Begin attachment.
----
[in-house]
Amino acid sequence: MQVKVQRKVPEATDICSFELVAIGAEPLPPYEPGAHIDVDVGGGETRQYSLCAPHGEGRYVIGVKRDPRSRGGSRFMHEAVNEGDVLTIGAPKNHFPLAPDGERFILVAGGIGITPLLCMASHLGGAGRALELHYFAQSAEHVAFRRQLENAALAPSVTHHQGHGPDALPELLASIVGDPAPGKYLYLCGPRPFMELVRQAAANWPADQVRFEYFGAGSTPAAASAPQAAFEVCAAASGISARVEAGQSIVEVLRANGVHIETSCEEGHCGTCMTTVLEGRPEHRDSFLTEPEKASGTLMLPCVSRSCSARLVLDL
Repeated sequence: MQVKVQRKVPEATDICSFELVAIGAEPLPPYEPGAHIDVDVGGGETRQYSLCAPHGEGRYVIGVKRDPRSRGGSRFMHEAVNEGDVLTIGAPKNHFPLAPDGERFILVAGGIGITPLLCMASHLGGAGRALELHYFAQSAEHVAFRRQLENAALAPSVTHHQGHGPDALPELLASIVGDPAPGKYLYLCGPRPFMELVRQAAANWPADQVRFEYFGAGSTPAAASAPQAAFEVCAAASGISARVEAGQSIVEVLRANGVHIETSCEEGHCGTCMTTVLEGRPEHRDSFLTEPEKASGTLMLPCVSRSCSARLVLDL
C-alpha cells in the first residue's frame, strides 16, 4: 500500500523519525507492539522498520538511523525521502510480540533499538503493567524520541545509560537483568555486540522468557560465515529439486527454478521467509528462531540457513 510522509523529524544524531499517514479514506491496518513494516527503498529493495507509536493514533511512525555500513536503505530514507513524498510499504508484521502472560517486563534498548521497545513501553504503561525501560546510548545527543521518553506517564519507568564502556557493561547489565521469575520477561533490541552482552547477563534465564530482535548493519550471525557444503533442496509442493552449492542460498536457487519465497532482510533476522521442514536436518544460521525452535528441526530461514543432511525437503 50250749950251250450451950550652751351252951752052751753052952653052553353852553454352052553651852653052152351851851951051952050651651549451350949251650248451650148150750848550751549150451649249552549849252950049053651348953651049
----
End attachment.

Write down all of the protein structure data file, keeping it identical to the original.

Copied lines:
[in-house]
Amino acid sequence: MQVKVQRKVPEATDICSFELVAIGAEPLPPYEPGAHIDVDVGGGETRQYSLCAPHGEGRYVIGVKRDPRSRGGSRFMHEAVNEGDVLTIGAPKNHFPLAPDGERFILVAGGIGITPLLCMASHLGGAGRALELHYFAQSAEHVAFRRQLENAALAPSVTHHQGHGPDALPELLASIVGDPAPGKYLYLCGPRPFMELVRQAAANWPADQVRFEYFGAGSTPAAASAPQAAFEVCAAASGISARVEAGQSIVEVLRANGVHIETSCEEGHCGTCMTTVLEGRPEHRDSFLTEPEKASGTLMLPCVSRSCSARLVLDL
Repeated sequence: MQVKVQRKVPEATDICSFELVAIGAEPLPPYEPGAHIDVDVGGGETRQYSLCAPHGEGRYVIGVKRDPRSRGGSRFMHEAVNEGDVLTIGAPKNHFPLAPDGERFILVAGGIGITPLLCMASHLGGAGRALELHYFAQSAEHVAFRRQLENAALAPSVTHHQGHGPDALPELLASIVGDPAPGKYLYLCGPRPFMELVRQAAANWPADQVRFEYFGAGSTPAAASAPQAAFEVCAAASGISARVEAGQSIVEVLRANGVHIETSCEEGHCGTCMTTVLEGRPEHRDSFLTEPEKASGTLMLPCVSRSCSARLVLDL
C-alpha cells in the first residue's frame, strides 16, 4: 500500500523519525507492539522498520538511523525521502510480540533499538503493567524520541545509560537483568555486540522468557560465515529439486527454478521467509528462531540457513 510522509523529524544524531499517514479514506491496518513494516527503498529493495507509536493514533511512525555500513536503505530514507513524498510499504508484521502472560517486563534498548521497545513501553504503561525501560546510548545527543521518553506517564519507568564502556557493561547489565521469575520477561533490541552482552547477563534465564530482535548493519550471525557444503533442496509442493552449492542460498536457487519465497532482510533476522521442514536436518544460521525452535528441526530461514543432511525437503 50250749950251250450451950550652751351252951752052751753052952653052553353852553454352052553651852653052152351851851951051952050651651549451350949251650248451650148150750848550751549150451649249552549849252950049053651348953651049